Repeat this process frequently and make it that much more difficult for someone to hack your blog.


  1. Strong Passwords

Even though simple passwords are easy to remember, it also makes them that much easier to crack.

To secure your blog, the hard work that you have put in your site and its content, it is imperative that you choose a stronger and a complex password.


What should you do:

Set your password criteria to at least 12 characters long and include uppercase, lowercase letters, special characters and numbers.

Secondly, just like the username, you should periodically change your password and keep the hacker guessing.

There are various tools and premium plugins available that allow you to modify or filter your passwords criterion as per your wish.


  1. Two Step Authentication Process

One of the simplest solution to prevent brute force login attacks is to install a 2-step authentication process as it adds another layer of guesswork for the intruder.

Remember, our target is to make it as much harder for the hacker as possible.


What to do:

Different plugins and tools are available that can be used to avail this feature. The process would require the user to input the password, plus an additional authorization code- that will be send to your phone via message or email, in order to log into your site.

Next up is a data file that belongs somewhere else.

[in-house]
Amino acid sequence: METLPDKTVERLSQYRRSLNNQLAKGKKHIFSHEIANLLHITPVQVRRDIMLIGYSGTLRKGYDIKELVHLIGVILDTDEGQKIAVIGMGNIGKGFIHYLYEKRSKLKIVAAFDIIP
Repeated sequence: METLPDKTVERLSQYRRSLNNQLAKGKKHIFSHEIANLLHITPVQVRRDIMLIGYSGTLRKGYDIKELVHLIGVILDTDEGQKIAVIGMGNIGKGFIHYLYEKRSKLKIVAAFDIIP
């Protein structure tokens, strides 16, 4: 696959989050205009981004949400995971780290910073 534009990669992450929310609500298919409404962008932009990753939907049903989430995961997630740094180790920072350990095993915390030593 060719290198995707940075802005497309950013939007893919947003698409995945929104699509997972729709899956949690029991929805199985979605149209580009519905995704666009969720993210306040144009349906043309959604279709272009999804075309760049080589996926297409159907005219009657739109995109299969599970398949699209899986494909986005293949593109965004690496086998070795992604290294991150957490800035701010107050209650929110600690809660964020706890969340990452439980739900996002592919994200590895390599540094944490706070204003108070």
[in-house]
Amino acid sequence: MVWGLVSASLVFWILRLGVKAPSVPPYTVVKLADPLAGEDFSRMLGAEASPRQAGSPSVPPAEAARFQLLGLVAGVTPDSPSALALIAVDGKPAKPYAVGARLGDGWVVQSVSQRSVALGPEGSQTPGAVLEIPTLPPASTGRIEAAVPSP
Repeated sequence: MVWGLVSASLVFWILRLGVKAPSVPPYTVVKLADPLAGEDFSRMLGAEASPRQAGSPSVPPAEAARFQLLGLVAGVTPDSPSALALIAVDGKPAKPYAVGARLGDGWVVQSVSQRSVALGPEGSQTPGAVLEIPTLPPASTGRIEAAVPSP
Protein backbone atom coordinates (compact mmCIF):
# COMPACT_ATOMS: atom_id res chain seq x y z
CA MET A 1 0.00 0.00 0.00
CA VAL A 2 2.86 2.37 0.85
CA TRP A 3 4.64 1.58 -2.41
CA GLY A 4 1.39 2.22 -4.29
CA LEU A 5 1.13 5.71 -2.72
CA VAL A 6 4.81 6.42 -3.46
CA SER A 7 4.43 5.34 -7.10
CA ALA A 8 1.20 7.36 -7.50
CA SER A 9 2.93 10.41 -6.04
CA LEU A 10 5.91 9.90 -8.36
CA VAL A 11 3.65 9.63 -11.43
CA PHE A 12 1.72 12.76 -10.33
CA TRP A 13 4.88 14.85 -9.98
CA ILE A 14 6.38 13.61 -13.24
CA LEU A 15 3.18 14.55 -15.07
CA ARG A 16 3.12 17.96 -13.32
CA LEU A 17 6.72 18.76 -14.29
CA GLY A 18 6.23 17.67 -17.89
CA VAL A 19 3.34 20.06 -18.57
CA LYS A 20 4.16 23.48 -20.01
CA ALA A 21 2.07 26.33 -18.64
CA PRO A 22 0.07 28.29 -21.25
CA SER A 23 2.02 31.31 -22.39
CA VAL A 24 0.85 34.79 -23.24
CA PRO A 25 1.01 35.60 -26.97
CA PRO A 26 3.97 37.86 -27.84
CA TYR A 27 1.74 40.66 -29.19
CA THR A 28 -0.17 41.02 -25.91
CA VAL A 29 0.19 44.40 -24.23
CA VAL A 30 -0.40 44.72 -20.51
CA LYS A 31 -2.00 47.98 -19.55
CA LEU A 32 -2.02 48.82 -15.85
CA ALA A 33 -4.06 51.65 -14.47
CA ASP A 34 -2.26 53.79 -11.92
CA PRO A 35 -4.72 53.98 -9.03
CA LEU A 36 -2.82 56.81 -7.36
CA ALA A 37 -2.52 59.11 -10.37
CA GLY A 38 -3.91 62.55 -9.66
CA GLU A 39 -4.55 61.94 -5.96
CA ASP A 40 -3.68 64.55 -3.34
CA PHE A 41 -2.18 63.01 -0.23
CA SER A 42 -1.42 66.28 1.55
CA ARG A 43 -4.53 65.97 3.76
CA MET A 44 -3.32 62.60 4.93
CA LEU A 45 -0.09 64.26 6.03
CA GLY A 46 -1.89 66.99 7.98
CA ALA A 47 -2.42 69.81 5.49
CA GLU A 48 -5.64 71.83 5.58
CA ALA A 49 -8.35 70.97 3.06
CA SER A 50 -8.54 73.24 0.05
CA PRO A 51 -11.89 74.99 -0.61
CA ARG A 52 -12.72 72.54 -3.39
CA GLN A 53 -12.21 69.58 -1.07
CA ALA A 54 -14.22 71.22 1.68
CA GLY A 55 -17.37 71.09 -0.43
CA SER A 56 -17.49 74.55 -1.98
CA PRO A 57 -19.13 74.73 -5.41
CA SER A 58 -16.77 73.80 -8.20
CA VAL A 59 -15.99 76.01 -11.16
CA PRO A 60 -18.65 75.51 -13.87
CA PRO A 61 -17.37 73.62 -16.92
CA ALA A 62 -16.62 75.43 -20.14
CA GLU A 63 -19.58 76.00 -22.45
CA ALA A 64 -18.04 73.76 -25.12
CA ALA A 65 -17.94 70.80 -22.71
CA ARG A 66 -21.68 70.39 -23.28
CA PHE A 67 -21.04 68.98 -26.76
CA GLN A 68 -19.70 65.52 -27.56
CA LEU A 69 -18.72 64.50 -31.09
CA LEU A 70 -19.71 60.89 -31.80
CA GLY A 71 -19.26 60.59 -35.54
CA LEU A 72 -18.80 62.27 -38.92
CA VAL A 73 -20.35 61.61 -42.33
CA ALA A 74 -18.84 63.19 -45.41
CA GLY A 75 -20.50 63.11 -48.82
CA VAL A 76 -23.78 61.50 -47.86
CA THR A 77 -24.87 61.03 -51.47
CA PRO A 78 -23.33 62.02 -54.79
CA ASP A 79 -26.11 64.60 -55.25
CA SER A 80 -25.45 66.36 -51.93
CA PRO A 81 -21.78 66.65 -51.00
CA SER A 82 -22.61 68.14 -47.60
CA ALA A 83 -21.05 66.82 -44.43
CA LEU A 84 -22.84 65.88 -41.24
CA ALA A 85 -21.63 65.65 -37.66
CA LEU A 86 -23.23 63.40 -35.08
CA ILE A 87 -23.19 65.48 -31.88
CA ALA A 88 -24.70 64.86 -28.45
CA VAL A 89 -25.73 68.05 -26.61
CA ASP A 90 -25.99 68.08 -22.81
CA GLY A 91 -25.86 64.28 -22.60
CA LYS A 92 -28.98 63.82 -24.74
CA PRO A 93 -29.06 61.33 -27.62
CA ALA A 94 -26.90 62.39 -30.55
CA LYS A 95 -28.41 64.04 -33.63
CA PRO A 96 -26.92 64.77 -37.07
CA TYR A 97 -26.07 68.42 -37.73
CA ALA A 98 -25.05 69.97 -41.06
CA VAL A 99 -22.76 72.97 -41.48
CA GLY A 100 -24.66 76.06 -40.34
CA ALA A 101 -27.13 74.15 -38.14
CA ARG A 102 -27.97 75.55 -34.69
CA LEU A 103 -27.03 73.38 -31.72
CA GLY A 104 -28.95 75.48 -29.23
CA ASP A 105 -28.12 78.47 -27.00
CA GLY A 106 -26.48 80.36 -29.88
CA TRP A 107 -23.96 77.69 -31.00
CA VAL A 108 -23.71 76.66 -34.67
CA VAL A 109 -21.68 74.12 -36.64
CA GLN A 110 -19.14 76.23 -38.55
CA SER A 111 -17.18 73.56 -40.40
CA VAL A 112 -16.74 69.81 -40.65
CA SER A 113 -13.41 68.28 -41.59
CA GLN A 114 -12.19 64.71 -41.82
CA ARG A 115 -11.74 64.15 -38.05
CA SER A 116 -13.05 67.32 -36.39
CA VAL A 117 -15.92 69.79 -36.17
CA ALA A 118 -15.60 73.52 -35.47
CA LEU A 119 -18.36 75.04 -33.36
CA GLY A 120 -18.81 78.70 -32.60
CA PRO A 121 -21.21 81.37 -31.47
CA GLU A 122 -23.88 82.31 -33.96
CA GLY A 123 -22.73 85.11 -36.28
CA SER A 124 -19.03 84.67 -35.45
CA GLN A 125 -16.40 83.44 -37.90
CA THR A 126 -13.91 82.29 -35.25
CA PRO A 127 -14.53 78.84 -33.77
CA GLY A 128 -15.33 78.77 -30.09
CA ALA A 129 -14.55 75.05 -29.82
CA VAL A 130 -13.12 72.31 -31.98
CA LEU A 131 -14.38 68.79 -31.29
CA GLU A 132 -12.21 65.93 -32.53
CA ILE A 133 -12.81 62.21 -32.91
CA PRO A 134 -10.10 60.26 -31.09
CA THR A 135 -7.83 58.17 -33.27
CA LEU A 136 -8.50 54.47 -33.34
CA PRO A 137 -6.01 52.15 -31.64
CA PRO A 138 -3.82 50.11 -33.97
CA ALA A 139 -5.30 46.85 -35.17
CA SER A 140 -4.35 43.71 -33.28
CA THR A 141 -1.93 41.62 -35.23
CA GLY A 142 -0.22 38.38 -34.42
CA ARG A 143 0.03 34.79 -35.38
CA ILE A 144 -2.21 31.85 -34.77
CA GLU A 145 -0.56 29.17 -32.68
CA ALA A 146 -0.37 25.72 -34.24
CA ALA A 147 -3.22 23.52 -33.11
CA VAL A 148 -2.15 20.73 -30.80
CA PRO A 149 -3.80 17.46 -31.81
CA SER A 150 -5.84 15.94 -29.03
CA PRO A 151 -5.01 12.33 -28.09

Moreover, you can also choose a security question instead of a One-Time authorization code to log into your site, if you wish to choose that.


  1. Check User Access

It is quite natural for multiple people or users to access your admin panel. Although it helps you to run your blog more efficiently and reach out to your target audience, it also leaves you vulnerable at the back.

All the hacker needs to do is breach into any anyone of your user accounts and he’ll have direct access to your admin panel.


What you should do:

There are a couple of steps that you can take to safeguard your site.

  • Firstly, make it a thumb rule, to only grant access to your admin panel to those in dire need only.

Also, once you grant them access, make sure to only provide them bare minimum permissions they require in order to complete their task

  • Secondly, you should ask all the members of your team, i.e., each of your blog users, to make it a habit and change their respective usernames and passwords periodically, without fail, as each login can be a potential gateway for external threats. So, it is better to bolster each gateway.